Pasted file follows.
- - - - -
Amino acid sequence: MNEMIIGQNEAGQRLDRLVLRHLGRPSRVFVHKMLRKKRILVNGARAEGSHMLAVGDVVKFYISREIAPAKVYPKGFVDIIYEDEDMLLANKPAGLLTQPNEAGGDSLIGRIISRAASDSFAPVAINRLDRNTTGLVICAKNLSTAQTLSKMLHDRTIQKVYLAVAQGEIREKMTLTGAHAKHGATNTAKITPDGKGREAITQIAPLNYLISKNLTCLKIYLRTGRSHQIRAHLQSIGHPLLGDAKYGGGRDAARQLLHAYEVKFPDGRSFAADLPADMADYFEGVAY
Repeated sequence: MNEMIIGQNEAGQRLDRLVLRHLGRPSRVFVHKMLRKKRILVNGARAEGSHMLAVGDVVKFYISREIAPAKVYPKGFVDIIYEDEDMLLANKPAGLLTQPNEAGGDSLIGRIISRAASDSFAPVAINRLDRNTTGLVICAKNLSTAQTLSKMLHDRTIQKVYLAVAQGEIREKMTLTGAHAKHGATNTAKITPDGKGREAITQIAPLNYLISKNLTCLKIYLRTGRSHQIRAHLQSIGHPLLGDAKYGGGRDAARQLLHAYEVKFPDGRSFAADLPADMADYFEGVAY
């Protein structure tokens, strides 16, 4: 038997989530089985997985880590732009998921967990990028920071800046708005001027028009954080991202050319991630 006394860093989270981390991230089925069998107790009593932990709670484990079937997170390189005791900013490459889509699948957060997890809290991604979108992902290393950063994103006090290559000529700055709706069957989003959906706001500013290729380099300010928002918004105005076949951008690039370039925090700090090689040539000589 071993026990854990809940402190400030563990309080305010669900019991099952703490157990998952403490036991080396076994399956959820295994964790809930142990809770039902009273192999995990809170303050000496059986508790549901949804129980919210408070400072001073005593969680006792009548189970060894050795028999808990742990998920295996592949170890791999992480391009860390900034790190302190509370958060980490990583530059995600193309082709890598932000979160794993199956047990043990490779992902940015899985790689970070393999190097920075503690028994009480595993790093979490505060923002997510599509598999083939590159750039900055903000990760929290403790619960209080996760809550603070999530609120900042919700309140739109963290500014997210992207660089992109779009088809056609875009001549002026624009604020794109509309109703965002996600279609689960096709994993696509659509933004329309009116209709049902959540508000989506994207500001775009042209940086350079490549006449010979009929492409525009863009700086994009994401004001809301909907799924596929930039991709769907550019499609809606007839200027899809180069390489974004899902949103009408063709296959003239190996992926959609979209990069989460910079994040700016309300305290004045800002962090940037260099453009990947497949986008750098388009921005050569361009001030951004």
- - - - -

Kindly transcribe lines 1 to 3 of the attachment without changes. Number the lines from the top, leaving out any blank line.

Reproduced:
Amino acid sequence: MNEMIIGQNEAGQRLDRLVLRHLGRPSRVFVHKMLRKKRILVNGARAEGSHMLAVGDVVKFYISREIAPAKVYPKGFVDIIYEDEDMLLANKPAGLLTQPNEAGGDSLIGRIISRAASDSFAPVAINRLDRNTTGLVICAKNLSTAQTLSKMLHDRTIQKVYLAVAQGEIREKMTLTGAHAKHGATNTAKITPDGKGREAITQIAPLNYLISKNLTCLKIYLRTGRSHQIRAHLQSIGHPLLGDAKYGGGRDAARQLLHAYEVKFPDGRSFAADLPADMADYFEGVAY
Repeated sequence: MNEMIIGQNEAGQRLDRLVLRHLGRPSRVFVHKMLRKKRILVNGARAEGSHMLAVGDVVKFYISREIAPAKVYPKGFVDIIYEDEDMLLANKPAGLLTQPNEAGGDSLIGRIISRAASDSFAPVAINRLDRNTTGLVICAKNLSTAQTLSKMLHDRTIQKVYLAVAQGEIREKMTLTGAHAKHGATNTAKITPDGKGREAITQIAPLNYLISKNLTCLKIYLRTGRSHQIRAHLQSIGHPLLGDAKYGGGRDAARQLLHAYEVKFPDGRSFAADLPADMADYFEGVAY
């Protein structure tokens, strides 16, 4: 038997989530089985997985880590732009998921967990990028920071800046708005001027028009954080991202050319991630 006394860093989270981390991230089925069998107790009593932990709670484990079937997170390189005791900013490459889509699948957060997890809290991604979108992902290393950063994103006090290559000529700055709706069957989003959906706001500013290729380099300010928002918004105005076949951008690039370039925090700090090689040539000589 071993026990854990809940402190400030563990309080305010669900019991099952703490157990998952403490036991080396076994399956959820295994964790809930142990809770039902009273192999995990809170303050000496059986508790549901949804129980919210408070400072001073005593969680006792009548189970060894050795028999808990742990998920295996592949170890791999992480391009860390900034790190302190509370958060980490990583530059995600193309082709890598932000979160794993199956047990043990490779992902940015899985790689970070393999190097920075503690028994009480595993790093979490505060923002997510599509598999083939590159750039900055903000990760929290403790619960209080996760809550603070999530609120900042919700309140739109963290500014997210992207660089992109779009088809056609875009001549002026624009604020794109509309109703965002996600279609689960096709994993696509659509933004329309009116209709049902959540508000989506994207500001775009042209940086350079490549006449010979009929492409525009863009700086994009994401004001809301909907799924596929930039991709769907550019499609809606007839200027899809180069390489974004899902949103009408063709296959003239190996992926959609979209990069989460910079994040700016309300305290004045800002962090940037260099453009990947497949986008750098388009921005050569361009001030951004």